Key Performance Indicators (KPIs) – Page 2

Balanced Scorecard and Dashboard Reporting

Balanced Scorecard

A very common way to manage and monitor performance indicators is to apply a management framework such as the balanced scorecard. A scorecard is simply a report that displays a collection of performance indicators. The balanced scorecard has evolved from its early use as a simple performance measurement framework to a full strategic planning and management system. It helps align business activities to the vision and strategy of the organization and monitor performance against strategic goals.

Performance dashboards are used to easily monitor the performance in an organization. They are often a series of graphics, charts, gauges and other visual tools that can be easily interpreted and analyzed. They allow to see if the performance indicators are being met based on the goals in place. If not, they will visually alert that corrective actions should be made. They are typically limited to show summaries, comparisons and trends. A good dashboard:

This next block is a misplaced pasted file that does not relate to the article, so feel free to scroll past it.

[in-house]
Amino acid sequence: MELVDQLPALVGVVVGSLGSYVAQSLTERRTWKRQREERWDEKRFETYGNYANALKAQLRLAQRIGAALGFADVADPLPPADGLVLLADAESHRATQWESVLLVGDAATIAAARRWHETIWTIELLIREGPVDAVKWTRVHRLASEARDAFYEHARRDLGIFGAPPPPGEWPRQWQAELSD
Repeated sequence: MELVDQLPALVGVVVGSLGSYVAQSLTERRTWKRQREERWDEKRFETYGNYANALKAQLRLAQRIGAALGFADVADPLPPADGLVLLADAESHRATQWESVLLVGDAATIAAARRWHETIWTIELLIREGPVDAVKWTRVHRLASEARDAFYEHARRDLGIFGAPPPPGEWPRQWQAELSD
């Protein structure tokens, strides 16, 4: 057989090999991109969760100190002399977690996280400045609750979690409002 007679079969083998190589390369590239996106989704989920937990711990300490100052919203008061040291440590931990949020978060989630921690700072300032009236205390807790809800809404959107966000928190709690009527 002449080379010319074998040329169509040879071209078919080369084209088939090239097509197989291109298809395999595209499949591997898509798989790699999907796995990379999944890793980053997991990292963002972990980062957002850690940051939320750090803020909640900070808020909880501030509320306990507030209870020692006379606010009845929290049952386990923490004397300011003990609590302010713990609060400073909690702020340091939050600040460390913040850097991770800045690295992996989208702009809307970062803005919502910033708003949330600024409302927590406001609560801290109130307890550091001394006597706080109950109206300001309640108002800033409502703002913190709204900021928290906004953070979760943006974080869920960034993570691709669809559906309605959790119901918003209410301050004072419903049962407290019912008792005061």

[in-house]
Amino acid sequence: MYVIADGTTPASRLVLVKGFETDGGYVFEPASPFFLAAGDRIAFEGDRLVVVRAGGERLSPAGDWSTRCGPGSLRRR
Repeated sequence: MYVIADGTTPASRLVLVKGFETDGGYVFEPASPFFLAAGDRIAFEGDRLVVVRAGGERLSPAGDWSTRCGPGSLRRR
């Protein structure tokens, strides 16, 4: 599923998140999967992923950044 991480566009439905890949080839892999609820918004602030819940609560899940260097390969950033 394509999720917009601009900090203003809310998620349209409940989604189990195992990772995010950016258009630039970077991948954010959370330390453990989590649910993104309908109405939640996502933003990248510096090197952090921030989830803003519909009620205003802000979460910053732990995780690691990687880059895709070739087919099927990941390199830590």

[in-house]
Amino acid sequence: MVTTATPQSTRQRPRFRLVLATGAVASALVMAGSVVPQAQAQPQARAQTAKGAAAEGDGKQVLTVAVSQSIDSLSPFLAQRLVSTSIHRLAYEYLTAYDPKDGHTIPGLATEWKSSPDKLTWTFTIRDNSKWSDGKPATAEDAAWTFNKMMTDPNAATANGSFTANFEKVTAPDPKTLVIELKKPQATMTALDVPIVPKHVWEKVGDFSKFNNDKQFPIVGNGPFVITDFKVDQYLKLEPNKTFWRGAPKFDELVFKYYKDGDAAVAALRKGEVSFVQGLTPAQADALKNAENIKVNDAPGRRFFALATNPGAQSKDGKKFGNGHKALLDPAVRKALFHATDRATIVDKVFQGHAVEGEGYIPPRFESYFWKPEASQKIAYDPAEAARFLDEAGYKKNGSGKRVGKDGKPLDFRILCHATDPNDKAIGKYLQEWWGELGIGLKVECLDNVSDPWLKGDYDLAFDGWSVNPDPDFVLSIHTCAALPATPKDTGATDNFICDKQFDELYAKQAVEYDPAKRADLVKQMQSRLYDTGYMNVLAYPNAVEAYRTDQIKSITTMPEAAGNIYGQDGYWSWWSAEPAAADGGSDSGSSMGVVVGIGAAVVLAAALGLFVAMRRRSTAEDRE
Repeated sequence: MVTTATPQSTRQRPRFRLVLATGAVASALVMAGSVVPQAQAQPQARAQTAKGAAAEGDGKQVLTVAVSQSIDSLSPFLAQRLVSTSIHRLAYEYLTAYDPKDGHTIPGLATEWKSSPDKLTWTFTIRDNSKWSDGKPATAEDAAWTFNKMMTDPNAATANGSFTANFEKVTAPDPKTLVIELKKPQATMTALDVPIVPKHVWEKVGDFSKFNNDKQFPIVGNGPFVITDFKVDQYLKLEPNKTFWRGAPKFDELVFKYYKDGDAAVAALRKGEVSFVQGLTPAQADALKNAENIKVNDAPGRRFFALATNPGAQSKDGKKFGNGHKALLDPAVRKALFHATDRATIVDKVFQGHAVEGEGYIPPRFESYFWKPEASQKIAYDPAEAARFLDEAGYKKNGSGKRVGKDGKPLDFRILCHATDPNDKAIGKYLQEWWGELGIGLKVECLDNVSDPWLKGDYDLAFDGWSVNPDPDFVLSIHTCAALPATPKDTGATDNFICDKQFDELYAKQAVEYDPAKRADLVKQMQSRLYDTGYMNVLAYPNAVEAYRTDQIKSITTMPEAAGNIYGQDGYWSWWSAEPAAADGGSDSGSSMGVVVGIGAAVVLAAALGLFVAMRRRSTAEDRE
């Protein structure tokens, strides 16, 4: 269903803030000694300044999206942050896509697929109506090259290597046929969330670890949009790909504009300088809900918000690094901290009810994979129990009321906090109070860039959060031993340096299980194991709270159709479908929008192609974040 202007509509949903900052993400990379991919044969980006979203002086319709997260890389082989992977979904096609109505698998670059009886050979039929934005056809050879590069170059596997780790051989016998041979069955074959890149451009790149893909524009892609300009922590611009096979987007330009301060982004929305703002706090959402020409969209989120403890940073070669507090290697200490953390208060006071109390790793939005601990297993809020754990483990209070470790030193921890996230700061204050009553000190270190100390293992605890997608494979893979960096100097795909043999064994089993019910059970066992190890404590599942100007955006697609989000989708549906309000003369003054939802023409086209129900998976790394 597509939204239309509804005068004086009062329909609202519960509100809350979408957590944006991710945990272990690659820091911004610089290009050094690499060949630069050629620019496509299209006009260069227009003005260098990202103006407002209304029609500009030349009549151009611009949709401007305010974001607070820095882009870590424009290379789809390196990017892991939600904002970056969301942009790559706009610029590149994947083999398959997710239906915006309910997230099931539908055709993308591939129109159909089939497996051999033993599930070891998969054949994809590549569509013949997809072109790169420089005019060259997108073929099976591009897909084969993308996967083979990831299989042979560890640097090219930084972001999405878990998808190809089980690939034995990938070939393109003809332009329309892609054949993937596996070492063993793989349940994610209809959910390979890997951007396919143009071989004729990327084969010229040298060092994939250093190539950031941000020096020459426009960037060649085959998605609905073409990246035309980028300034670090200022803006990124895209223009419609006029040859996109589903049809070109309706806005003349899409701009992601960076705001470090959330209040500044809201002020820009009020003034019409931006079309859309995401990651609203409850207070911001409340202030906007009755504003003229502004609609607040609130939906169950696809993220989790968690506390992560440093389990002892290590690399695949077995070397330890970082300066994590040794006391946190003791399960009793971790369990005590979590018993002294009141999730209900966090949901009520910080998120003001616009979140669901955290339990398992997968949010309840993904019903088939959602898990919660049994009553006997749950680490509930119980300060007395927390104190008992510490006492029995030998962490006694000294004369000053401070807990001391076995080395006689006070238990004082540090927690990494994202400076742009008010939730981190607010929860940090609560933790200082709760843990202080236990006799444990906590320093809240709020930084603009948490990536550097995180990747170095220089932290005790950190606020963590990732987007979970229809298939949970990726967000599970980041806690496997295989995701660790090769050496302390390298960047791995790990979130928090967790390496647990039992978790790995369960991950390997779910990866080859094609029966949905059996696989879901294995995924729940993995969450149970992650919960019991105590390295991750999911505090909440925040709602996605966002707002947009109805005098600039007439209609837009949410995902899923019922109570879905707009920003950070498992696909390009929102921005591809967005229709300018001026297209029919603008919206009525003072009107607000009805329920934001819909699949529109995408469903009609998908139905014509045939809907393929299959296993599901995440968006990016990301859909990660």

• Is simple and easy to understand.
  • Conveys important information at a glance.
  • Contains minimal distractions and visually appealing.
  • Displays real-time information.
  • Should be displayed on the shop floor using a screen or a bulletin boards.

My 99 Preferred Performance Indicators:

Manufacturing / Production
Spoilage / Rejection Rate
Re-work Rate
Time Spent on Product Re-work
Total Units Manufactured
Units per Day
Units Per Labor Hour